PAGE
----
In a recent job interview for an economic analyst position I was asked to run a statistical analysis and create a presentation on a dataset of my choosing from the opportunity insights collection. Unfortunately I wasn’t the right fit for the job, but I wanted to share my findings and the process of working with data in a different way from what I’m used to.
Going into the project I was pretty nervous since this didn’t really fall into my geography background. This was only made worse by the fact that I was moving across the country in part of the time given to prepare for the interview. Luckily I was able to plan out my time accordingly and maybe more importantly get the Wi-Fi set up quickly so I could start working and create a presentation I could be proud of.
Before getting started I talked with some of my colleagues from Miami University to get ideas on what data to investigate and I ended up settling on a dataset titled: Commuting Zone Life Expectancy Estimates by Gender and Income Quartile. I chose this dataset interested in exploring if there exists any links between commuting zone diversity and average life expectancy. I was particularly interested in this dataset since it has blocking by gender and income allowing for a deeper dive into any correlations in the data.
The first step in examining this potential relationship was to create some robust definition of diversity using the demographics dataset which had information on four demographic groups: Black, White, Asian, and Hispanic. To measure diversity across each commuter zone in a more standardized way I made use of the Shannon diversity index letting me convert the four categories into one standardized number. There are some flaws to this methodology, obviously having only four categories is not representative of the true diversity of the country, but it worked as a starting and further more representative research could come later if needed. In R I then joined the demographics dataset with its new Shannon diversity index field with the commuter zone life expectancy by gender and income. the analysis did this by joining the commuting zone life expectancy dataset with a commuting zone demographics dataset. This combined data could then be plotted out as the graphs below. For the sake of conciseness in the interview I decided to focus on female life expectancy in particular, though I did compare it to the male life expectancy briefly.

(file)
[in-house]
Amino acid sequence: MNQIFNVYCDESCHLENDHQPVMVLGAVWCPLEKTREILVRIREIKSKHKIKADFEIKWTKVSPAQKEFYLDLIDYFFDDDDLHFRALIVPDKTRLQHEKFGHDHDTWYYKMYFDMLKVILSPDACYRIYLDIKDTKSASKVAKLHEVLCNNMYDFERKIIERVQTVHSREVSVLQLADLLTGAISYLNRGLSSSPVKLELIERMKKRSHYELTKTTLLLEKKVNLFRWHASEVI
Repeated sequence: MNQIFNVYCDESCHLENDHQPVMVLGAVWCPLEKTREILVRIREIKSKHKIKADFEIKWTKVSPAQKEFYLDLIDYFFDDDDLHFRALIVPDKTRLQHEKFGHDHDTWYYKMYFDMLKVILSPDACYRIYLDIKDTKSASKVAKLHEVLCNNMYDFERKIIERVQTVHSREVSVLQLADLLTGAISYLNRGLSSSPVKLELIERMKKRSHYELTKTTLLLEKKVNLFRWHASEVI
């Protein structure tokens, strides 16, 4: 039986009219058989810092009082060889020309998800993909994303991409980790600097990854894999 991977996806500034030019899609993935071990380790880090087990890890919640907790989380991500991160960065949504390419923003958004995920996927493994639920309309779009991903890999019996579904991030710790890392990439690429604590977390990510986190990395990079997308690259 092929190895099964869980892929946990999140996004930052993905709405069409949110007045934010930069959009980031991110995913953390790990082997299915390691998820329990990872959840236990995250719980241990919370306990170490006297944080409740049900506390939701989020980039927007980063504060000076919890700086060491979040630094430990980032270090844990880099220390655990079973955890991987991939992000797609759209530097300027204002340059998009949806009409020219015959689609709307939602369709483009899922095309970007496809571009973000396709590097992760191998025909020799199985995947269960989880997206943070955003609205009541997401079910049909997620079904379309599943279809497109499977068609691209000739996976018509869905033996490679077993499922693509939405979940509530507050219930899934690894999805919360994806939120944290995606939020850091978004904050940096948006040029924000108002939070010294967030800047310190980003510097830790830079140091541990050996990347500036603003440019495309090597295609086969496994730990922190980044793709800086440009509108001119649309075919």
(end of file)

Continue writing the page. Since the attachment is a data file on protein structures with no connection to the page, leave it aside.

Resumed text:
One thing to keep in mind when interpreting these results is that commuter zone dataset looked at all commuter zones with populations of 25,000 or more. This could create some misleading trends in the data when comparing smallish and likely more homogenous cities to very large and likely more diverse cities. Overall though there were some interesting findings buried in the data and it was fun to try and piece them together. I must say I was intimidated going into this project, but I came out of it with a new confidence realizing that my data science skills don’t just apply to geography, but can apply on a broader scale tackling different issues and questions than I’m used to.